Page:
In less than two years, brand drug companies that now must sell their products to 340B covered entities for a penny due to a history of price increases above inflation may have to start paying entities for their drugs instead of getting paid for them, a biopharma business intelligence firm warns in a new issue brief.
BioCentury analyst Richard Guy describes what could happen starting in 2024 to 340B pricing on Humira, AbbVie’s top-selling immunosuppressive drug, and other brand drugs under language that Congress tucked into a $1.9 trillion COVID-19 relief bill that it passed in March last year.
The language will eliminate the cap on Medicaid drug rebates, now set at 100 percent of a drug’s average manufacturer price (AMP), on brand drugs only. Under the current Medicaid rebate calculation, if a drug’s price rises high enough relative to the inflation rate, the rebate owed can rise to AMP. Last year’s law would break the barrier and let the rebate owed exceed AMP. The change is expected to reduce federal Medicaid spending by $15.9 billion over 10 years.
A drug’s 340B ceiling price is AMP minus the Medicaid unit rebate amount. The same inflation penalty as under the Medicaid drug rebate program applies. To keep 340B prices from going negative, it has been the U.S. Health Resources and Services Administration’s (HRSA) policy for years to not let 340B prices fall below $0.01. HRSA formalized its 340B penny-pricing policy in a regulation that took effect in 2019.
Last year when Congress was still debating whether to lift the lid on the maximum Medicaid rebate amount, 340B manufacturer and covered entity stakeholders disagreed on what the effect would be on 340B pricing. Some on the manufacturer side said the 340B penny-pricing policy would continue to keep 340B prices from dipping below $0.01. Others representing covered entities said the penny-pricing policy would be unenforceable because it would be based on outdated law.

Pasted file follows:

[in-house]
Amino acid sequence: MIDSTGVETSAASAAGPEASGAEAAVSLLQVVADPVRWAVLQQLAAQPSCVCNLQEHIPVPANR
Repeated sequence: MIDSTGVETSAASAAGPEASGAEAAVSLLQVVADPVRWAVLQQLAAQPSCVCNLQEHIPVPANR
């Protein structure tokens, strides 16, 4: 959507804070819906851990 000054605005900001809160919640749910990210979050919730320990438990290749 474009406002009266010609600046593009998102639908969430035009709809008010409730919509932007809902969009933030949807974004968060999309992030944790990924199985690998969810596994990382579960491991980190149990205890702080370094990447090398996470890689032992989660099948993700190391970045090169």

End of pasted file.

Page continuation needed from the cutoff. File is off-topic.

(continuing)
BioCentury’s issue brief notes that in 2019, AbbVie’s chairman and CEO testified before Congress that the inflationary rebate was 100% of AMP for eight of the company’s Humira NDCs from 2Q 2106 until at least 4Q 2018.
The Centers for Medicare & Medicaid Services (CMS) “does not make public a list of products that have reached the AMP limit,” BioCentury said. “Gonzalez’s testimony to Congress was a rare disclosure by a company and the reason Humira was chosen for this analysis.”
Modeling the 340B ceiling price of one Humira NDC that launched in 2003 at a wholesale acquisition cost of $1,088 “shows that the 340B ceiling price fell to zero on 2017 after years of WAC increases and inflationary penalties, and has been at zero ever since,” the issue brief said.
“Once the cap on the inflationary rebates is lifted, AbbVie and other manufacturers with products that fit the profile of Humira may have to pay 340B entities to distribute some of their drugs,” it said.
BioCentury points out that AbbVie last month imposed conditions on 340B pricing when hospitals use contract pharmacies. The restrictions apply to Humira and 23 other products for now. AbbVie said it “will inform covered entities when additional products are added and of other changes to the product list.”
UPDATE Thursday, Feb. 24, 2022, 8:00 a.m. EST—BioCentury has made its article free with site registration, you may access it at https://www.biocentury.com/article/641156/modeling-penny-pricing-under-340b.